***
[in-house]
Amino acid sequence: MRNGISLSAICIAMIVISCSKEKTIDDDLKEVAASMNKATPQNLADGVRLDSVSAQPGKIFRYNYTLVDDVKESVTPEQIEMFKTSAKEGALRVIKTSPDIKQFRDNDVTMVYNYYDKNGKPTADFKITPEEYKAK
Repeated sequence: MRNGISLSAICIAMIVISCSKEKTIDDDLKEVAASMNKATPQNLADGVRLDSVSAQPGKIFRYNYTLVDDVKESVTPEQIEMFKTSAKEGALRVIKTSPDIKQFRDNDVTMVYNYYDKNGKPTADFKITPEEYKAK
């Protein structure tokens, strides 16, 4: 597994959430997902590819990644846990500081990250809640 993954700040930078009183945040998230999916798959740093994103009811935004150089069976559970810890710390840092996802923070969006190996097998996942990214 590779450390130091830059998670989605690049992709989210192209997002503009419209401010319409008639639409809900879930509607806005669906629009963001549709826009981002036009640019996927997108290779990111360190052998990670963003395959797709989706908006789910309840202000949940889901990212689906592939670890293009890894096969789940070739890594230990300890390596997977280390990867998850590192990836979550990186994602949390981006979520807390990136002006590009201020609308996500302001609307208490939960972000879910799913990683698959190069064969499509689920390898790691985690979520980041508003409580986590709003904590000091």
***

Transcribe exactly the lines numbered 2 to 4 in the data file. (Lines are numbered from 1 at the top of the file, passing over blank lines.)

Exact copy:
Amino acid sequence: MRNGISLSAICIAMIVISCSKEKTIDDDLKEVAASMNKATPQNLADGVRLDSVSAQPGKIFRYNYTLVDDVKESVTPEQIEMFKTSAKEGALRVIKTSPDIKQFRDNDVTMVYNYYDKNGKPTADFKITPEEYKAK
Repeated sequence: MRNGISLSAICIAMIVISCSKEKTIDDDLKEVAASMNKATPQNLADGVRLDSVSAQPGKIFRYNYTLVDDVKESVTPEQIEMFKTSAKEGALRVIKTSPDIKQFRDNDVTMVYNYYDKNGKPTADFKITPEEYKAK
């Protein structure tokens, strides 16, 4: 597994959430997902590819990644846990500081990250809640 993954700040930078009183945040998230999916798959740093994103009811935004150089069976559970810890710390840092996802923070969006190996097998996942990214 590779450390130091830059998670989605690049992709989210192209997002503009419209401010319409008639639409809900879930509607806005669906629009963001549709826009981002036009640019996927997108290779990111360190052998990670963003395959797709989706908006789910309840202000949940889901990212689906592939670890293009890894096969789940070739890594230990300890390596997977280390990867998850590192990836979550990186994602949390981006979520807390990136002006590009201020609308996500302001609307208490939960972000879910799913990683698959190069064969499509689920390898790691985690979520980041508003409580986590709003904590000091």